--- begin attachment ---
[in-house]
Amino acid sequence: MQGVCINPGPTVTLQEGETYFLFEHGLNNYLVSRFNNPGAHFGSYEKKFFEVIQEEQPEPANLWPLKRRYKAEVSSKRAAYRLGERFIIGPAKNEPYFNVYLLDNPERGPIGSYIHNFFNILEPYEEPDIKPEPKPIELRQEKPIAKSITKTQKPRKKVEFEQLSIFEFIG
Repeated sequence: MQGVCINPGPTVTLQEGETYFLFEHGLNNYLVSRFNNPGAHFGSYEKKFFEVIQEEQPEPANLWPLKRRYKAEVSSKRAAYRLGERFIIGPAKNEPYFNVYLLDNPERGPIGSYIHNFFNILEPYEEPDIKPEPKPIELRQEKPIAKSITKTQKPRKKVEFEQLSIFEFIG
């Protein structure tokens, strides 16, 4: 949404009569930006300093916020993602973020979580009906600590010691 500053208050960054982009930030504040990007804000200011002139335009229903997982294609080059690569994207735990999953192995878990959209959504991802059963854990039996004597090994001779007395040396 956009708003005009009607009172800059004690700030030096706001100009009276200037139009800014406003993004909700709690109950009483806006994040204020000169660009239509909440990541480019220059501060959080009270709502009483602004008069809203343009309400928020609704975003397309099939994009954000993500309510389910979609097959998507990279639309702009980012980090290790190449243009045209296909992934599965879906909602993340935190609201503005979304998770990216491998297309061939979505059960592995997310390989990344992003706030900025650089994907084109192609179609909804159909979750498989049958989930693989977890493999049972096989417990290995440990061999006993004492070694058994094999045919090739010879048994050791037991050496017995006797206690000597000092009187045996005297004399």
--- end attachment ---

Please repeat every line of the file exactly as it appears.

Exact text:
[in-house]
Amino acid sequence: MQGVCINPGPTVTLQEGETYFLFEHGLNNYLVSRFNNPGAHFGSYEKKFFEVIQEEQPEPANLWPLKRRYKAEVSSKRAAYRLGERFIIGPAKNEPYFNVYLLDNPERGPIGSYIHNFFNILEPYEEPDIKPEPKPIELRQEKPIAKSITKTQKPRKKVEFEQLSIFEFIG
Repeated sequence: MQGVCINPGPTVTLQEGETYFLFEHGLNNYLVSRFNNPGAHFGSYEKKFFEVIQEEQPEPANLWPLKRRYKAEVSSKRAAYRLGERFIIGPAKNEPYFNVYLLDNPERGPIGSYIHNFFNILEPYEEPDIKPEPKPIELRQEKPIAKSITKTQKPRKKVEFEQLSIFEFIG
């Protein structure tokens, strides 16, 4: 949404009569930006300093916020993602973020979580009906600590010691 500053208050960054982009930030504040990007804000200011002139335009229903997982294609080059690569994207735990999953192995878990959209959504991802059963854990039996004597090994001779007395040396 956009708003005009009607009172800059004690700030030096706001100009009276200037139009800014406003993004909700709690109950009483806006994040204020000169660009239509909440990541480019220059501060959080009270709502009483602004008069809203343009309400928020609704975003397309099939994009954000993500309510389910979609097959998507990279639309702009980012980090290790190449243009045209296909992934599965879906909602993340935190609201503005979304998770990216491998297309061939979505059960592995997310390989990344992003706030900025650089994907084109192609179609909804159909979750498989049958989930693989977890493999049972096989417990290995440990061999006993004492070694058994094999045919090739010879048994050791037991050496017995006797206690000597000092009187045996005297004399």